Albumin stimulates monocyte chemotactic protein-1 expression in rat embryonic mixed brain cells

Charles Félix Calvo, Edwige Amigou, Martine Tencé, Teizo Yoshimura, Jacques Glowinski

Research output: Contribution to journalArticle

12 Citations (Scopus)

Abstract

Albumin, a blood protein absent from the adult brain in physiological situations, can be brought into contact with brain cells during development or, in adult, following breakdown of the blood-brain barrier occurring as a result of local inflammation. In the present study, we show that ovalbumin and albumin induce the release of monocyte chemotactic protein 1 (MCP-1/CCL2) from rat embryonic mixed brain cells. A short-term exposure to ovalbumin during the cell dissociation procedure is sufficient to generate MCP-1 mRNA. A comparable effect is observed when the cells are incubated for 4 hr with ovalbumin or rat albumin, while MCP-1 messengers are barely detectable following bovine albumin exposure. The amount of MCP-1 protein measured in 4 hr-supernatants of albumin-treated cells followed the same albumin-inducing pattern as that of MCP-1 mRNA, while all albumins tested induced MCP-1 protein after a 17 hr-incubation period. The albumin-induced MCP-1 production is significantly inhibited in calphostin C-treated cells, suggesting the implication of a protein kinase C-dependent signaling pathway. This MCP-1-inducing activity is maintained after a lipid extraction procedure but abolished by proteinase K or trypsin treatments of albumin. The MCP-1 secretion following albumin contact with nervous cells could thus interfere, by chemotactic gradient formation, with the brain infiltration program of blood-derived cells during development or brain injury.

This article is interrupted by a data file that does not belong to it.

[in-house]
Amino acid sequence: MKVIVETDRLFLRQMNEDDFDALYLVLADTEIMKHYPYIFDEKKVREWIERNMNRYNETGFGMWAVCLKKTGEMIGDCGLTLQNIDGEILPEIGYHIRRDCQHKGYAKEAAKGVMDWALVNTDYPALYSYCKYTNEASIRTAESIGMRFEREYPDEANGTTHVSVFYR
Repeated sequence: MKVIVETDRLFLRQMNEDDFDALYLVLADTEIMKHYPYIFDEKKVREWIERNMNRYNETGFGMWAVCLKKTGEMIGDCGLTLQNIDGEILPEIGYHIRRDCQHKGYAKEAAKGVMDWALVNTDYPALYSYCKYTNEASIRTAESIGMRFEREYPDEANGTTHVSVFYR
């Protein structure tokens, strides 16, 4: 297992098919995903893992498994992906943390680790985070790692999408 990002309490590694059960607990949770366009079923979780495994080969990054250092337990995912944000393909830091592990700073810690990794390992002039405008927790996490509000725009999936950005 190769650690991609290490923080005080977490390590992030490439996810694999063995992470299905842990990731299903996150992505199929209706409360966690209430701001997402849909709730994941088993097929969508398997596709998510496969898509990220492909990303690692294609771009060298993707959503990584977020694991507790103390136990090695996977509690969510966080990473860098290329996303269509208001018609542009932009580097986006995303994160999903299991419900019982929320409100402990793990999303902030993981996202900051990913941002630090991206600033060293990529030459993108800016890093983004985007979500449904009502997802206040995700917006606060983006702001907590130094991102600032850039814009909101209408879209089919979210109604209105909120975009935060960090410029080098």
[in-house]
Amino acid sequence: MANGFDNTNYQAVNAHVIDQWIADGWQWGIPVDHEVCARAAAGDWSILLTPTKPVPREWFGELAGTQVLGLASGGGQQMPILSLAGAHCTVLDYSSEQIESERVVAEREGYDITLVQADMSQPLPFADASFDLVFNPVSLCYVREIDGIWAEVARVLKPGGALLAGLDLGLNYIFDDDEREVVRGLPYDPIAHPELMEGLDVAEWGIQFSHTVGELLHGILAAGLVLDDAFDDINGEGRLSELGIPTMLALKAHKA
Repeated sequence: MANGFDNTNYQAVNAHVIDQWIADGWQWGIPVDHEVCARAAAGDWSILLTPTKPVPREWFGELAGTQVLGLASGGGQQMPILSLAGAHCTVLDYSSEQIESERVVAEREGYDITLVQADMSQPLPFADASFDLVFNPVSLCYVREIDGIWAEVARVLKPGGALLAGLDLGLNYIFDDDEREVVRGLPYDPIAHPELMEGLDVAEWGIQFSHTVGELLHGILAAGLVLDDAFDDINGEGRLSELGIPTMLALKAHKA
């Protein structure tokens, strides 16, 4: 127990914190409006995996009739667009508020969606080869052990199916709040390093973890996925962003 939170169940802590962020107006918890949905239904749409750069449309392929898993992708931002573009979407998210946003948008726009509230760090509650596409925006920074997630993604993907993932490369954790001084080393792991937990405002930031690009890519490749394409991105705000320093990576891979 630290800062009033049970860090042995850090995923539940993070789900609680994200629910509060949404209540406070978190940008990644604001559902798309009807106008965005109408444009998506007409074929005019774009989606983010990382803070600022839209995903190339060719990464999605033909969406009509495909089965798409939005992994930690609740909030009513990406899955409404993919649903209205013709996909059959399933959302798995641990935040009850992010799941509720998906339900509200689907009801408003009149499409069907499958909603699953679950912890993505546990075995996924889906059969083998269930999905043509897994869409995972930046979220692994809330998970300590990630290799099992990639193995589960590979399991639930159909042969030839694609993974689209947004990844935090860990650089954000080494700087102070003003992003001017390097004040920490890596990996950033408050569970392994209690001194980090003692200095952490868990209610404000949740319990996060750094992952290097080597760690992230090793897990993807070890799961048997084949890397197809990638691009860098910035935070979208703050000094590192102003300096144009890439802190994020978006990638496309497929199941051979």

Original languageEnglish
Pages (from-to)707-714
Number of pages8
JournalJournal of Neuroscience Research
Volume80
Issue number5
DOIs
Publication statusPublished - Jun 1 2005
Externally publishedYes

Keywords

  • Agonist
  • Albumins
  • Brain
  • Cytology
  • Monocyte chemoattractant protein-1
  • Pharmacology

ASJC Scopus subject areas

  • Cellular and Molecular Neuroscience

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